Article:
I couldn’t live with Jack! I love him to bits, but, yeah… I live the domesticated life. Jack is living the dream, though. There are few real rock stars left in the world. If you look at the idea classically, they’re people who are really into their music, so they have the credibility, as well as being a complete lunatic.

I like the idea of saying ‘Fuck you’ to society a bit. Someone who’s just like, no, I’m not politically correct. I’m going to go out and fucking have it because I’m young and I can.

People need that image. When we were kids, we had rebels to look up to on TV. It wasn’t cool to be a conformist. But now all of the media and everything is basing the idea of conformity to be really cool. Look at the Kardashians.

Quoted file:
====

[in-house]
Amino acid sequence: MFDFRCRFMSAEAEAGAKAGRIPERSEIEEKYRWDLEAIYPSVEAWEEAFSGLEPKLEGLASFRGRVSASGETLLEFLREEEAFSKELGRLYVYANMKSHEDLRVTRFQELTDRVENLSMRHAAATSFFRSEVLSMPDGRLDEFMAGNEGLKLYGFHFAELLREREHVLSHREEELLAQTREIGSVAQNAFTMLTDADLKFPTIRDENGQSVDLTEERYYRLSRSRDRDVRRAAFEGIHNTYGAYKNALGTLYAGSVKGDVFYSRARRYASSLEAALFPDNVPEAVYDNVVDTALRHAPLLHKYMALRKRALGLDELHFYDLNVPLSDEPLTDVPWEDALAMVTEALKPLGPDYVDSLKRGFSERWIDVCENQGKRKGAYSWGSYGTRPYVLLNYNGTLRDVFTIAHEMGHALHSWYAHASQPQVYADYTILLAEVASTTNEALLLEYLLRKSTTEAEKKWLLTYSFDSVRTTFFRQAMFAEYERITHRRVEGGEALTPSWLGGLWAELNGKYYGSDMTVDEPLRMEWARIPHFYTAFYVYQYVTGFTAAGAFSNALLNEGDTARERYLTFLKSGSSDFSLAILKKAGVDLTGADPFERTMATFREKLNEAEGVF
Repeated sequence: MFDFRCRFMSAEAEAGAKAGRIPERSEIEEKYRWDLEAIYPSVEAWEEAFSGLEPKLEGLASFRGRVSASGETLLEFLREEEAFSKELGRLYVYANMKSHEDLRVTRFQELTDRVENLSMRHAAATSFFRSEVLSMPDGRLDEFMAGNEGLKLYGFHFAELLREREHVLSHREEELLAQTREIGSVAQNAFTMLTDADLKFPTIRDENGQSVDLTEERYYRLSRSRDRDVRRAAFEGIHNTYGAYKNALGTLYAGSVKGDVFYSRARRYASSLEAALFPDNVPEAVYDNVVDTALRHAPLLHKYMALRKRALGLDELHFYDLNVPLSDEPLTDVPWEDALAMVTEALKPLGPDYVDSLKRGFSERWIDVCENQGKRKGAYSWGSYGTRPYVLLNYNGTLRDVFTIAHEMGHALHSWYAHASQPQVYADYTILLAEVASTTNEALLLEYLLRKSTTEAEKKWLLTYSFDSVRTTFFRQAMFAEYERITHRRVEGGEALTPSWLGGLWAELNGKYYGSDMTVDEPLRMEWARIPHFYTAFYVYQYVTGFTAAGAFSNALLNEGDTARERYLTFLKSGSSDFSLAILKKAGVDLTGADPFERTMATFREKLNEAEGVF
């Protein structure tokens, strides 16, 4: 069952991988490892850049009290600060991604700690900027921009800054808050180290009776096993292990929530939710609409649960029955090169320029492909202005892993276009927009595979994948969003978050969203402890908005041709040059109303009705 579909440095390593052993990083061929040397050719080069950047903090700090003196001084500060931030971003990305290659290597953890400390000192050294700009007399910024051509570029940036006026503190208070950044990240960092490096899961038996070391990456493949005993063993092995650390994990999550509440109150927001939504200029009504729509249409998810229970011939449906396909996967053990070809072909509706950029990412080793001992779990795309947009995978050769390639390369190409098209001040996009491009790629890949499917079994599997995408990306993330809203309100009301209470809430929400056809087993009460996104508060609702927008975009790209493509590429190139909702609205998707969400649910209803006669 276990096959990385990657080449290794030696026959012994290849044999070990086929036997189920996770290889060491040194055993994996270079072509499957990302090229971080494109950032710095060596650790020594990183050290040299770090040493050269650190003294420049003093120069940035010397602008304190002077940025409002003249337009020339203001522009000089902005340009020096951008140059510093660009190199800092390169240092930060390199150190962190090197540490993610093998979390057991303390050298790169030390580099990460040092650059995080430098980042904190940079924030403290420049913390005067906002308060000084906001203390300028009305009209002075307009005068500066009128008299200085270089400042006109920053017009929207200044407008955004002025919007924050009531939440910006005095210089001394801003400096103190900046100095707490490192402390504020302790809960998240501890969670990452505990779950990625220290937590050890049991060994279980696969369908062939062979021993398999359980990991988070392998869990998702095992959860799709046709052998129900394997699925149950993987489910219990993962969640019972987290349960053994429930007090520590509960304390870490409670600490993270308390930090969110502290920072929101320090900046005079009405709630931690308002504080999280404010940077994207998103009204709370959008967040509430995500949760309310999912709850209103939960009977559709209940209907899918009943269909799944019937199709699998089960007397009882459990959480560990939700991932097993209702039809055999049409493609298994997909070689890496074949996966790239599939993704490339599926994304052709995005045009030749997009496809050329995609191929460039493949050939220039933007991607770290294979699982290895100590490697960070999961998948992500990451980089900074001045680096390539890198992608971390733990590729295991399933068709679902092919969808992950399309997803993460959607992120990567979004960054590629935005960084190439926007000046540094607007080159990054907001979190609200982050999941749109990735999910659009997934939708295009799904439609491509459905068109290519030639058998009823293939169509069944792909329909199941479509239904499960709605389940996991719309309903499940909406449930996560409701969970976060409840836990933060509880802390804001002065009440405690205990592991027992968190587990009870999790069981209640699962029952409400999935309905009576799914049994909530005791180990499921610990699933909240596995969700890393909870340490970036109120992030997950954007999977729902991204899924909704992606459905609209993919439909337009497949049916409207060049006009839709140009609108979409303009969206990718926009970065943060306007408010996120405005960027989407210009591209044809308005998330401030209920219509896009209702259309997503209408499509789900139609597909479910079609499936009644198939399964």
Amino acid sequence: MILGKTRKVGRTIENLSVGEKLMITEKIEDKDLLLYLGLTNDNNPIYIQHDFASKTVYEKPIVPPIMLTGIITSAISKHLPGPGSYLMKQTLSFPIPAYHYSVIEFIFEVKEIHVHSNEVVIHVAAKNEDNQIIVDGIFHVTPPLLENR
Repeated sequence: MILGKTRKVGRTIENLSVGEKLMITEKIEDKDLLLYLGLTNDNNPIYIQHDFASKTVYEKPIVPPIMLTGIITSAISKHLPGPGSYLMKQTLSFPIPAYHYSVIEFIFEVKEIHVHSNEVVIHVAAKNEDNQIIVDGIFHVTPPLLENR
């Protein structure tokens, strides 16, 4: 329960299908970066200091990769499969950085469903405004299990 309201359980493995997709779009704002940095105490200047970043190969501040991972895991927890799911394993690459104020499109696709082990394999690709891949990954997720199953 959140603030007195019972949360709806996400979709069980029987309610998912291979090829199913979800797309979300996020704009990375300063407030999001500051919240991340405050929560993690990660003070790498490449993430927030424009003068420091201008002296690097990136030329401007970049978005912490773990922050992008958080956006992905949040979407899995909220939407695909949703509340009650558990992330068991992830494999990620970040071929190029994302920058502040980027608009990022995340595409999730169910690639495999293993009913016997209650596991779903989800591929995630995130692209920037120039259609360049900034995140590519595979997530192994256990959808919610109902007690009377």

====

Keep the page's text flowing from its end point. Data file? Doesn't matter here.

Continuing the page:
They set this new precedent of what is to be aimed for. In the ’90s, ‘80s and ‘70s it was about going your own way and doing something positive. It was about not being that way, no. Fuck being High Street.”

Part of your success is standing out in what you say and do. But you’ve got to deliver the goods, too, which you’ve done on this mix. It takes in a surprising amount of sounds, from New York bitch house to cosmic jazz…
I play a lot of different music. It was partly a dedication to [legendary NYC promoter] Rob Fernandez, who had passed away. He was the king of New York, really. The Byron Stingily track on there I found in a 1990-something chart magazine. Rob was in there saying it was his favourite song, or one of them.

A lot of music journalism focuses on what’s new. It loses track of making critiques on music and society and what’s just good. Things don’t always need to be new to be a classic — like a flannel shirt [gestures to his own].

How long have they been making these shirts? A long time. How long have they been comfortable? A long time! You wanna make a mix like that. I mixed it by hand, there are mistakes. It’s not made on a computer. I didn’t spend weeks making each mix perfect. I did it in one go in my nightshirt.